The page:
“As you can see the truth is far from this,” insist GPs in Harborough and Leicestershire.
“But constant negative comments have resulted in more patients complaining about their practices and our colleagues and staff being demoralised.
“When hospitals had to close whole departments, general practices were left to support those patients with complex chronic conditions. “The huge backlog means that general practice will remain busy for the foreseeable future.
“As hospital departments restart their outpatient clinics these are often done remotely.
“They frequently expect general practice to pick up their work (for example arranging blood tests and scans, prescribing medication, arranging follow up, issuing sick notes) in addition to our own workload.
“This further reduces general practices’ ability to help our patients.”
Imploring patients to do their bit to help them, GPs stress: “Be respectful and kind.
“Please respect that general practitioners and our staff are working harder than ever to provide healthcare.
“Being abusive and rude will not get you seen quicker or improve your outcome.
“If you or your child have a minor rash, signs of a cold, or other minor symptoms, do not think GP first.
“Try home remedies, look for advice from or ask for help from a pharmacist,” advise GPs.
“Only seek an appointment if you have serious symptoms, or advised to by a pharmacist.
“Keep simple remedies, including Paracetamol or Ibuprofen, at home. “Order your repeat medications well in advance.
“Think about signing up to the NHS App or other App provided through your practice.
“Practices are receiving a massive increase in complaints.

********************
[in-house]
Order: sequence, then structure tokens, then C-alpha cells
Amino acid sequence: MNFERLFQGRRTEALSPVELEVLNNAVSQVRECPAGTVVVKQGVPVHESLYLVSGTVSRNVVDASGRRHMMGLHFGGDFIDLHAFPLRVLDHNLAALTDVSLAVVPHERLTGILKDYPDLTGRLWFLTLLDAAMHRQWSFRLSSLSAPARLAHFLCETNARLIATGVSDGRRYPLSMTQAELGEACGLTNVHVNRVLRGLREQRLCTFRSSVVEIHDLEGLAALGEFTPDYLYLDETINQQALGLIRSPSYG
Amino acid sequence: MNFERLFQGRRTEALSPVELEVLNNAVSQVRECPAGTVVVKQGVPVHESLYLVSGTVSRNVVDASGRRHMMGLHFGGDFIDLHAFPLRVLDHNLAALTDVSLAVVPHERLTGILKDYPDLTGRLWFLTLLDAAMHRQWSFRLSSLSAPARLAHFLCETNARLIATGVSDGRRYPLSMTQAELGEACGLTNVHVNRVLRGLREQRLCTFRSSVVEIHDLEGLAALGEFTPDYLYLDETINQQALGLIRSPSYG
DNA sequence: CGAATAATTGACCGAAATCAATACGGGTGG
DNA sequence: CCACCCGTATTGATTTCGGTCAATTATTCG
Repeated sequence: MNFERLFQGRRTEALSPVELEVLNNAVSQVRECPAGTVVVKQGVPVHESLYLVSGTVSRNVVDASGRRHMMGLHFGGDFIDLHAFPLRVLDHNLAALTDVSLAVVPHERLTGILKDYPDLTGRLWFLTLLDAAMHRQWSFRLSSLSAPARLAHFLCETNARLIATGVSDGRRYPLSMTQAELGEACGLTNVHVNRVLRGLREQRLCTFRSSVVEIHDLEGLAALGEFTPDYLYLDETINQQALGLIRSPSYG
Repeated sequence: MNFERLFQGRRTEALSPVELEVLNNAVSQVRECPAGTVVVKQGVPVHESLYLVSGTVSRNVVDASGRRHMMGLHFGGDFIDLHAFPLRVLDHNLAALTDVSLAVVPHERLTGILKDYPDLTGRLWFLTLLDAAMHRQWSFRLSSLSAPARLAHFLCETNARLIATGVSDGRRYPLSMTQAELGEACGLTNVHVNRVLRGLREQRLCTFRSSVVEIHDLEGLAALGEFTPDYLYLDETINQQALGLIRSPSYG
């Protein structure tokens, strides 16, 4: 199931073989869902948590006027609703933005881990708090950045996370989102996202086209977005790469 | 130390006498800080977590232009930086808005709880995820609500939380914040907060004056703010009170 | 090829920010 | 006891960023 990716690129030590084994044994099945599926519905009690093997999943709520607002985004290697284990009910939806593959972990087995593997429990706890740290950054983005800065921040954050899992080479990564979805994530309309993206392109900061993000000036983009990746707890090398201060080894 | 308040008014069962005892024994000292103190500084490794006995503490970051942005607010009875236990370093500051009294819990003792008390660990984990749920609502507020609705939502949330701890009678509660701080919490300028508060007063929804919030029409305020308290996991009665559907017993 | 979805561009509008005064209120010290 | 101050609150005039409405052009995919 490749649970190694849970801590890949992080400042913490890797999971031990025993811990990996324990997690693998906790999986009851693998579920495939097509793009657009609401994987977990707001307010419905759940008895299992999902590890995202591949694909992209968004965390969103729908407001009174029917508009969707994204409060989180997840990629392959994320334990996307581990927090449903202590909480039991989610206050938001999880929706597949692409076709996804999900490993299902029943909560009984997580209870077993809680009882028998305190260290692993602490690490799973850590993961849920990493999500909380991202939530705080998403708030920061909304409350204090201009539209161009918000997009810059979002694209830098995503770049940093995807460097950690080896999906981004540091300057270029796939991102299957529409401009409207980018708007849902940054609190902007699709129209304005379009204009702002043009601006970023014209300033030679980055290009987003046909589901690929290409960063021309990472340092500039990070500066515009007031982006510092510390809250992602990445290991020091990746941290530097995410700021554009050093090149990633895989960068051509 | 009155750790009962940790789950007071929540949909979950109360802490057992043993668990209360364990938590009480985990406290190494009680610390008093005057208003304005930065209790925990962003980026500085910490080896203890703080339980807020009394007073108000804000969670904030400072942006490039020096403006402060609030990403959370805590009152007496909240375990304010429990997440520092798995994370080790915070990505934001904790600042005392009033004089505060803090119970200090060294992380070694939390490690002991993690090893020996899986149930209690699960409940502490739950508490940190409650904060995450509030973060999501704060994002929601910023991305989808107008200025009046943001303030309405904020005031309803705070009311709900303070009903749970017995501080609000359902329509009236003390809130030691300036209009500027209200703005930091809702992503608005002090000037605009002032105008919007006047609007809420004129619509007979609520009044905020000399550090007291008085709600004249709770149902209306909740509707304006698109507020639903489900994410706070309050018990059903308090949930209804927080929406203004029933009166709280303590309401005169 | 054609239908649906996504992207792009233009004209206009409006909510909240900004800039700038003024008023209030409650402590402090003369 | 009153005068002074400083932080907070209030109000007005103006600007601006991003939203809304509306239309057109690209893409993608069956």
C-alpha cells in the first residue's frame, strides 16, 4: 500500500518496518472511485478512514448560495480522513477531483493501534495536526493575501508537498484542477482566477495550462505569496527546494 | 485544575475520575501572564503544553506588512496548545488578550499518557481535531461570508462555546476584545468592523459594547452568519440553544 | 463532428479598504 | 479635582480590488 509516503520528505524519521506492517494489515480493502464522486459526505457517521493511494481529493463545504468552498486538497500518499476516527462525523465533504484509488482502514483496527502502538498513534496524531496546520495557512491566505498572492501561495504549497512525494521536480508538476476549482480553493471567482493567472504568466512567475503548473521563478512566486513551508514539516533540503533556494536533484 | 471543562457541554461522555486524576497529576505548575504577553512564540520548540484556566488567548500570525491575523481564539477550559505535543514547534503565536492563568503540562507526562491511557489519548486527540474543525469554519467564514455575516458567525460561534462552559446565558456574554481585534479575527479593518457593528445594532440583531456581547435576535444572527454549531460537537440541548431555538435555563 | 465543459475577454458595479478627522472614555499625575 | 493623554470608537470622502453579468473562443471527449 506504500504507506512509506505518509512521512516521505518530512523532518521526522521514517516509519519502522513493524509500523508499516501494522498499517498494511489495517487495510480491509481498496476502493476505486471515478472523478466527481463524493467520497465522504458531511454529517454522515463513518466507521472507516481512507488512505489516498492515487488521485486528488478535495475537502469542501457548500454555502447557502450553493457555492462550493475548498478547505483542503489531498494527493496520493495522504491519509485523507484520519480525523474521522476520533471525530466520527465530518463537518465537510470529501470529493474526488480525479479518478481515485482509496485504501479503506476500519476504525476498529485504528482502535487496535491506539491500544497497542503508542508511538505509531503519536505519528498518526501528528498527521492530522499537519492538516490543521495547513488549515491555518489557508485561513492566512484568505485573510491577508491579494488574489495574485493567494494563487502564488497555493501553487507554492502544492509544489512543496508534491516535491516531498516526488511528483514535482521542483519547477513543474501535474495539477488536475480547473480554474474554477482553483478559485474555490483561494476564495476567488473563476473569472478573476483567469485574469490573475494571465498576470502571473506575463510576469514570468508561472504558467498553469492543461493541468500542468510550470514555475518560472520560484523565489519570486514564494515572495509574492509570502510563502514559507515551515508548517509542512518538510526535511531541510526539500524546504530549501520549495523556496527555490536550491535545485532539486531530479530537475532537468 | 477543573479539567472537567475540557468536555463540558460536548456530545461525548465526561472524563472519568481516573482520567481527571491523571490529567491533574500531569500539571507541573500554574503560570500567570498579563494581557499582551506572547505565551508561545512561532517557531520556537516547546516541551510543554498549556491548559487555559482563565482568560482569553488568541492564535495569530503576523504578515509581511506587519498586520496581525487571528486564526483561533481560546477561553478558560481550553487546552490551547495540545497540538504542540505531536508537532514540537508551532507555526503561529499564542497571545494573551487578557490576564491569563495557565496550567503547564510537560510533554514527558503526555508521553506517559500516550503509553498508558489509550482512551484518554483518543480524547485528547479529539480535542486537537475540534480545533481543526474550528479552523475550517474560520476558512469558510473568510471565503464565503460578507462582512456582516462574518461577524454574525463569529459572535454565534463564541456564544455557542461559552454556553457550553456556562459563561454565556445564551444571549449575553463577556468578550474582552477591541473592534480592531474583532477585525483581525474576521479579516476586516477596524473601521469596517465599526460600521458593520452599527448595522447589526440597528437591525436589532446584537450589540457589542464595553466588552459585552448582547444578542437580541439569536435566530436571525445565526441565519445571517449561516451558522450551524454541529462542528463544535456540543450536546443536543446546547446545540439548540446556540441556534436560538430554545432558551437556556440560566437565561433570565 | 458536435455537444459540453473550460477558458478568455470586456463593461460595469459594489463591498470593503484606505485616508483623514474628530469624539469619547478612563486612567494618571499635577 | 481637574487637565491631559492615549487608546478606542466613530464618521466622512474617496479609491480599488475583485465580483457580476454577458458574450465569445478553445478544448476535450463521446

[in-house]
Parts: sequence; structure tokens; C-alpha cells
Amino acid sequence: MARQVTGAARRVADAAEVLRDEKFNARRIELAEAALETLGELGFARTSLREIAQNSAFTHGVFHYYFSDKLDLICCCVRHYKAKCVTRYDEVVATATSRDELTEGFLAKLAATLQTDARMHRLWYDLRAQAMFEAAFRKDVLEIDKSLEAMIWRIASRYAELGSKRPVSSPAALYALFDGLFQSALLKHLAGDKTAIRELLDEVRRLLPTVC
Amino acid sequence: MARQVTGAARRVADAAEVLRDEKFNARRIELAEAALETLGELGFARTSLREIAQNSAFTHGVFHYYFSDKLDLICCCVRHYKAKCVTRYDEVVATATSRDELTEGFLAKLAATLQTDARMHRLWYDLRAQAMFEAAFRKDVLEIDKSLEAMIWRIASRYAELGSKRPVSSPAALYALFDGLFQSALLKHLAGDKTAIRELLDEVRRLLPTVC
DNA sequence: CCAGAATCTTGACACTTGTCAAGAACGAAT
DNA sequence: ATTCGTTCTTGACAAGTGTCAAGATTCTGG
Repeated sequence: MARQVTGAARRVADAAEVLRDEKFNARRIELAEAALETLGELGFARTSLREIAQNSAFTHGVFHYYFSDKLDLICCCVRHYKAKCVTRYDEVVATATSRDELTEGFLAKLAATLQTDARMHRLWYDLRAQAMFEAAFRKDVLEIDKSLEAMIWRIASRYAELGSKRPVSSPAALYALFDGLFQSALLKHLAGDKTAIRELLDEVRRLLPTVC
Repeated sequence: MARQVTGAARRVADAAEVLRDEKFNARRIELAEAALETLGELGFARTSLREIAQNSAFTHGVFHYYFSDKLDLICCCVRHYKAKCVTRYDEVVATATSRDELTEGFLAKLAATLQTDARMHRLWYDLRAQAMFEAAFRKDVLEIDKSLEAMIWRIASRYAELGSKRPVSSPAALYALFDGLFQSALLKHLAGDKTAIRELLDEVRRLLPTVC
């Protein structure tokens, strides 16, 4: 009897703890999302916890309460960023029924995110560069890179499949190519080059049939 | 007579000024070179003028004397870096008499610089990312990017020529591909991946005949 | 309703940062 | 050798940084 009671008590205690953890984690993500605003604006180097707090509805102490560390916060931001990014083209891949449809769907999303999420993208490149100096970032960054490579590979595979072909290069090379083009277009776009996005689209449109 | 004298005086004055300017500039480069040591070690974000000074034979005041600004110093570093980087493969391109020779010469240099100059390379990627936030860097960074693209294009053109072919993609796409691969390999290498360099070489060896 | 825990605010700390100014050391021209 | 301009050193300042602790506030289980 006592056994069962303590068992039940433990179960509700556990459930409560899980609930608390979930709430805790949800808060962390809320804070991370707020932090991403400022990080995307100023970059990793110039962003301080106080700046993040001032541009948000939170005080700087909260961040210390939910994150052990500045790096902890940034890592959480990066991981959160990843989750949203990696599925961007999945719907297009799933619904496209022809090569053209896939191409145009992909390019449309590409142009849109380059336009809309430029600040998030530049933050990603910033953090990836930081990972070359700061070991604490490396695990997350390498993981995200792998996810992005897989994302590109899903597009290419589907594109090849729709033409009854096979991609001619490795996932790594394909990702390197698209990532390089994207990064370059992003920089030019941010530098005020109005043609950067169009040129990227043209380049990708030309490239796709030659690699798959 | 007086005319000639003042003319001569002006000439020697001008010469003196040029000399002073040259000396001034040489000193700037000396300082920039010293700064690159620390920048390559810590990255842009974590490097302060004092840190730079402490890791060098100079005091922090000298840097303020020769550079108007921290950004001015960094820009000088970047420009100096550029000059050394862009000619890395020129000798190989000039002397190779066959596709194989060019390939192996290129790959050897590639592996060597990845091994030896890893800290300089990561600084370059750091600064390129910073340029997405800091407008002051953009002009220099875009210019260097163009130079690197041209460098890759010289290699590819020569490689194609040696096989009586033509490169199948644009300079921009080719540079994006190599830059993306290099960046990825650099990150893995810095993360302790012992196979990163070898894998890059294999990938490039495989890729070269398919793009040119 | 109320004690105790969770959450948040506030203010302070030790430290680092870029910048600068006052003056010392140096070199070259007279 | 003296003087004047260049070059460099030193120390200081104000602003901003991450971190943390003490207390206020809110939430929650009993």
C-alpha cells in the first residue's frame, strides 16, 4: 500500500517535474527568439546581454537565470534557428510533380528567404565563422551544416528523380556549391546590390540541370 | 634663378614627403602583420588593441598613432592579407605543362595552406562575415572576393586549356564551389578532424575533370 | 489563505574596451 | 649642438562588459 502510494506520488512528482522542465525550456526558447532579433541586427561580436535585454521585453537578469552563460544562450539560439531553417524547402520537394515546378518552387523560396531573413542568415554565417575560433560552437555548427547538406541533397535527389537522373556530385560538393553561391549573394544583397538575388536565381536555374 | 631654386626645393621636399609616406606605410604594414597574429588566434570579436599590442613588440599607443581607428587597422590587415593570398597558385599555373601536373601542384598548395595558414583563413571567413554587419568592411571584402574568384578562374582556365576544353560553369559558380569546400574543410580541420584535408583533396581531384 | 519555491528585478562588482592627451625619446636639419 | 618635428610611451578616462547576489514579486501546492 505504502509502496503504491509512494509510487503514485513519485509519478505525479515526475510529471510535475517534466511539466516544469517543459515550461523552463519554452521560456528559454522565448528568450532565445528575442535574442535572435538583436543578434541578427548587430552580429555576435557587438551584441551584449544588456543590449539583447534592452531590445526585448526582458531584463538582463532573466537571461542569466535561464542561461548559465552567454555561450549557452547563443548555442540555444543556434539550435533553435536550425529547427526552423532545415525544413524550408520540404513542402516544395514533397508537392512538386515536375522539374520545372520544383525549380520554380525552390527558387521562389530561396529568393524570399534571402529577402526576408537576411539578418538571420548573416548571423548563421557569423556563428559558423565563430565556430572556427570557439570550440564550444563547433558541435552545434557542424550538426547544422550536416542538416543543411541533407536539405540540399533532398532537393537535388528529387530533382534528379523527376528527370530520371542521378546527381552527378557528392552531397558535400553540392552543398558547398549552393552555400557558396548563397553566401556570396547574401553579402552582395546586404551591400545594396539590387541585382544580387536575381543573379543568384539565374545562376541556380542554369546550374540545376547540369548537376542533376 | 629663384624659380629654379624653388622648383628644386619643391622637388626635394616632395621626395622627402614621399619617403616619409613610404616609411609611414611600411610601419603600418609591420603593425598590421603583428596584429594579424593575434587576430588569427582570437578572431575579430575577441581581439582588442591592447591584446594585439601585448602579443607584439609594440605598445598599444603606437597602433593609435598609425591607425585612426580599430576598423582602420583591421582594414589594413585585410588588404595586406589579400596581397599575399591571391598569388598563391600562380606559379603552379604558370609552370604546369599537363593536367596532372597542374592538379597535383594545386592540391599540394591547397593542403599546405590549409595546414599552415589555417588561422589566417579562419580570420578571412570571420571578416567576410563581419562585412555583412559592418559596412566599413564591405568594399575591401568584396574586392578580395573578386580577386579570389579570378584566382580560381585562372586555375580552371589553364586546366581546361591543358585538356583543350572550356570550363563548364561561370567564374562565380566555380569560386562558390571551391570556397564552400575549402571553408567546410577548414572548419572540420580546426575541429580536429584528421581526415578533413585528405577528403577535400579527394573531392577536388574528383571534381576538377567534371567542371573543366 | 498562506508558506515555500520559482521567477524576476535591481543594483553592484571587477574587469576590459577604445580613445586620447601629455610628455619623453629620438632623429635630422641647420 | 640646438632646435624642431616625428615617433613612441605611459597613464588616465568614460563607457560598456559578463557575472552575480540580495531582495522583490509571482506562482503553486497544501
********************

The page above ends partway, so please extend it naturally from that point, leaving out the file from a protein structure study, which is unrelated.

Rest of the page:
“Each complaint takes staff away from patient care to respond to. “Before complaining, think whether it is appropriate.
“Be Covid aware.
“If you develop a new cough, high temperature or loss of taste or smell, it could be Covid.
“Do not contact your GP unless you have done a Covid test first,” GPs tell patients.
“Do not attend at the surgery, as this could cause an outbreak, infect vulnerable patients or staff, and lead to the practice having to close all their services for a deep clean.
“All health services have been significantly affected by the pandemic with huge backlogs.
“Your GP cannot change this.
“Do not expect your GP to get an appointment or investigation brought forward unless there has been a significant change in your condition. “You can only be moved up the list by making another patient wait longer.
“Be cancer aware.
“We are concerned that the number of patients presenting with symptoms of possible cancer or other significant illnesses has reduced during the pandemic.
“If you or someone you know have worrying symptoms, then please do not delay but make an appointment as soon as possible.”
GPs say they have suffered heartbreaking loss during the 15-month Covid pandemic – which has killed almost 130,000 people in the UK.
“We send our sincere sympathies to everyone who has been affected by the pandemic.
“GPs and our staff have also been affected.
“Too many of our colleagues, family members, friends and patients who we have known for many years, have died or otherwise suffered.
“We hope that this letter has helped to explain the pressures that general practice is under, why we cannot provide the level of service that you would like to receive and practices would like to provide,” say GPs.
“Please consider how you can help to protect services and ensure they are targeted towards patients with the greatest need.”